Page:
A lot of emphasis has been given to praying in public the last decade. Not that more people are praying in public, but that Christians are complaining because some don’t like to hear it and want it to stop. Is it really so hard to imagine that some people don’t appreciate hearing someone else’s loud one-way conversation? To some, public prayer is a bit like those obnoxious bluetooth talkers – the ones who talk loudly into quiet public spaces forgetting that others share the hear-space. We call those people rude, and I can understand the arguments that call public prayer by the same adjective.

It seems to me that public prayer has become more an issue of grasping and demanding rights. Public prayers are getting louder and more strident in an effort to drown out the demands for silence.  I believe this to be mostly a American phenomena. We have enjoyed religious majority throughout our history. That means most of the time people do not have a problem when we talk to God in their hearing. But with the rise of globalism and the internet, we are having to share our public spaces with other belief systems, and it seems to me that Christians are not very good at sharing that space.

Thankfully, Jesus taught about prayer, so its easy to take our direction from him.

But when you pray, go into your room and shut the door and pray to your Father who is in secret. And your Father who sees in secret will reward you. Mat 6:6

Public prayers for show (or political activism) are condemned. Long prayers are ignored. Communication with God that is hidden and private is encouraged (Mat 6:5-8, 16-18).

Can’t we stop the re-activism against those who don’t want our prayers to be public? Can we try listening to them and consider ways to do to them what we want them to do to us? Jesus says to not refuse someone who asks something of you (Mat 5:40-42).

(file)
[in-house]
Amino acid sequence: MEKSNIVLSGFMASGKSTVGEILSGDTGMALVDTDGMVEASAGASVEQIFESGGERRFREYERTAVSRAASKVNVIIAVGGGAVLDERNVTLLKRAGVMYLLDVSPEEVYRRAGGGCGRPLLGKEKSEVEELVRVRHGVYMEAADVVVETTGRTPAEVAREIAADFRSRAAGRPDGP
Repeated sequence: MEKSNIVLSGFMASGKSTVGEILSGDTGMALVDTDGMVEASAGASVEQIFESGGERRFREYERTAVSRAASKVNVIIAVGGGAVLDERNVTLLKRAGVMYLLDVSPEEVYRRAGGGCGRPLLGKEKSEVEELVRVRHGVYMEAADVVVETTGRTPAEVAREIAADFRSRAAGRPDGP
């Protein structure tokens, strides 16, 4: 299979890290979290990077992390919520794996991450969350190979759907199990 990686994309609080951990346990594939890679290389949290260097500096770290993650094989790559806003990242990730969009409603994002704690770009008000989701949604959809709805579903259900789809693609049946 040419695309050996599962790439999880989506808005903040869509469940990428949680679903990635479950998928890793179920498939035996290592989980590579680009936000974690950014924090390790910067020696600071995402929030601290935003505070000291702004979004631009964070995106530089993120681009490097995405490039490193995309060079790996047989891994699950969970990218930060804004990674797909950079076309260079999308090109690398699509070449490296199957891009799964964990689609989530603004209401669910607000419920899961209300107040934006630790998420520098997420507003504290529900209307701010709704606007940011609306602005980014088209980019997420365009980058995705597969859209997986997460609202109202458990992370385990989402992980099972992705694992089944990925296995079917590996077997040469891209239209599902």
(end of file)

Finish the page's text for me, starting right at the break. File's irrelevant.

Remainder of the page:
NO ONE can stop you from praying, ever. But they can ask you be quiet.

The prayer closet beckons.

 

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4 thoughts on “Public Prayers

  1. What about praying over dinner in a restaurant? I do not like that. I always keep an eye out for the waiter so I can be their liaison in case they’re delivering something. The idea of closing your eyes and tuning out in any public situation is awkward, much less one where people could interact with you at any second. “Whatever you need, it can wait while I thank God for the food you just prepared for me.”

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  2. Yep. I’ve stopped closing my eyes in public prayer as well. Most of the time, anyway. And, we stopped praying before meals a long time ago. Sometimes, we say a word of thanks to the one who made it and the One who supplied it after.

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    1. It was the custom in Jewish families to say a formal prayer of thanks to God AFTER the meal. True prayers of thanks can be silent in nature and need not be put on public display.

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  3. During the manhunt in our community for the State Trooper shootings and killing by a local resident our pastor called for a noontime prayer gathering in our park to pray for the fugitive and for the community and for the law enforcement personel. Needless to say the manhunt ended with no more violence and a peaceful , for want of a better explanation, capture of the fugitive.after 7 weeks of hunting for him. Individual prayers are still being said in “closets” to this day but the public need no longer exists.

    As an intercessor who closets herself away daily I am part of an online prayer group where we gather together for agreeing prayers as that is another part of Christian praying and we are not able, due to time and location, to pray in one specific place together. We believe that prayers of agreement are very powerful and necessary and called for by God.

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